Too accommodating

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In any permanent accommodation circumstance, an employee has to be able to perform the essential job duties of the existing or re-structured or newly-assigned position.

This was illustrated in the recent decision of the Federal Court of Appeal (FCA) in Holmes v. A pay clerk working for the federal government developed severe numbness and pain in her right shoulder, making it difficult to perform her duties.

Consistent with the Supreme Court of Canada's direction in O'Malley, Central Alberta Dairy Pool, and Renaud, the initial burden is upon the employer to reasonably accommodate the employee's mental or physical disability.

To prove that its accommodation efforts were serious and conscientious, an employer by law is required to engage in a three step process: First, determine if the employee can perform his or her existing job as it is.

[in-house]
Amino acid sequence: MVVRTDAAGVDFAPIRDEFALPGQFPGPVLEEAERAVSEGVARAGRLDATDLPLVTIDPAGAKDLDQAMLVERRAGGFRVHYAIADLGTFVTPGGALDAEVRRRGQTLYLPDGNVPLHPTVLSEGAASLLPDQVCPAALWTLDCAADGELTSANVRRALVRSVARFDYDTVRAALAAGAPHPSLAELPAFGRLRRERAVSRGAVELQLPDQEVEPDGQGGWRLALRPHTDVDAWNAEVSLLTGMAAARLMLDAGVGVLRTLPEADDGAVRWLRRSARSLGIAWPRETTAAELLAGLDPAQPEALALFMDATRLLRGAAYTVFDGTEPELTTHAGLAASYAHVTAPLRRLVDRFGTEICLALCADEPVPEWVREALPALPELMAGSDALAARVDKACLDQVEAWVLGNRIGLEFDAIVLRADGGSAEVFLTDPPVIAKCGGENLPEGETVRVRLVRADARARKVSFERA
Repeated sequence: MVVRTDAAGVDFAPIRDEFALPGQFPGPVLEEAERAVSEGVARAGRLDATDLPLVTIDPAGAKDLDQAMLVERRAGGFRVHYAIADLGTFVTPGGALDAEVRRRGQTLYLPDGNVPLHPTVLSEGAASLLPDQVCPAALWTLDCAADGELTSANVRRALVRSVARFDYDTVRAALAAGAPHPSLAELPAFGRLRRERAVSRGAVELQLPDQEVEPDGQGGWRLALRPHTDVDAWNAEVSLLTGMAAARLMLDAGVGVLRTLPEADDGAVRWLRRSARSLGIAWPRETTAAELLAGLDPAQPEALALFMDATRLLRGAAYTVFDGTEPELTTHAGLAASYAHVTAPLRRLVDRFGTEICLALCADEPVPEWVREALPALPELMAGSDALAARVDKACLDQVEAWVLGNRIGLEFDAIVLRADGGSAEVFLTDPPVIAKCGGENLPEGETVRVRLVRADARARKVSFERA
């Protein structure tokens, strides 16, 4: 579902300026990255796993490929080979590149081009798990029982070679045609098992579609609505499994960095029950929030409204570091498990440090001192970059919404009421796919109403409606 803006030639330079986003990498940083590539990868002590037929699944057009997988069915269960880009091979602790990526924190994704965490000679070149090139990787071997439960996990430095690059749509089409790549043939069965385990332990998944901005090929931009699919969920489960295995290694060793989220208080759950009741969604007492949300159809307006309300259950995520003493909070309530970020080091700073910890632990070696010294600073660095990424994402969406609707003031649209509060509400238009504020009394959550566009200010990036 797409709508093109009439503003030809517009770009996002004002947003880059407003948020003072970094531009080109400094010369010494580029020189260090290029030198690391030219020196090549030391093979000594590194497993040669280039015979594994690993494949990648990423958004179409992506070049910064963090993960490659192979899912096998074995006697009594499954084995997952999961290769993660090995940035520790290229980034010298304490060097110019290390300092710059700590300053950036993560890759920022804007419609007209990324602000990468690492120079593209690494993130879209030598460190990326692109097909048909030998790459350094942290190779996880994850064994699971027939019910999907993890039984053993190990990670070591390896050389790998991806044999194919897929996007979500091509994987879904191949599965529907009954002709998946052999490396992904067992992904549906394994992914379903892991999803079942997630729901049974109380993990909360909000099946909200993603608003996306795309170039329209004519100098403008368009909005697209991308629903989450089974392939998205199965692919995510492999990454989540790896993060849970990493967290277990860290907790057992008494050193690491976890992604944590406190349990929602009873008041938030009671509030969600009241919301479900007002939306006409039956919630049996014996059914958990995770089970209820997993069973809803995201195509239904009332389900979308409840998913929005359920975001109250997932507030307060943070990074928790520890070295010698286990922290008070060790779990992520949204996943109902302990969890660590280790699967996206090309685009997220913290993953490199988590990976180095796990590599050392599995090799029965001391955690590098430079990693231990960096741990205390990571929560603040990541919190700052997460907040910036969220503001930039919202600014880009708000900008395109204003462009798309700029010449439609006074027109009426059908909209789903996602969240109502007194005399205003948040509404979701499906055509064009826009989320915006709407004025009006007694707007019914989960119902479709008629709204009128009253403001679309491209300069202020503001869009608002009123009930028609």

The employer wanted to place her in a part-time clerical position, but the grievor aspired to become an educator with the hospital, which would have required training.This responsibility requires the employer to look at all other possible positions.Recent cases have said that the employer's accommodation efforts must be "serious", "conscientious", and it must demonstrate its "best efforts".In its award, the board said it is not sufficient for the employer to show that its employee could not perform any of the current job descriptions.It must also be able to show that the job descriptions cannot be altered without undue hardship: "The duty to accommodate requires more than determining that an employee cannot perform existing jobs.

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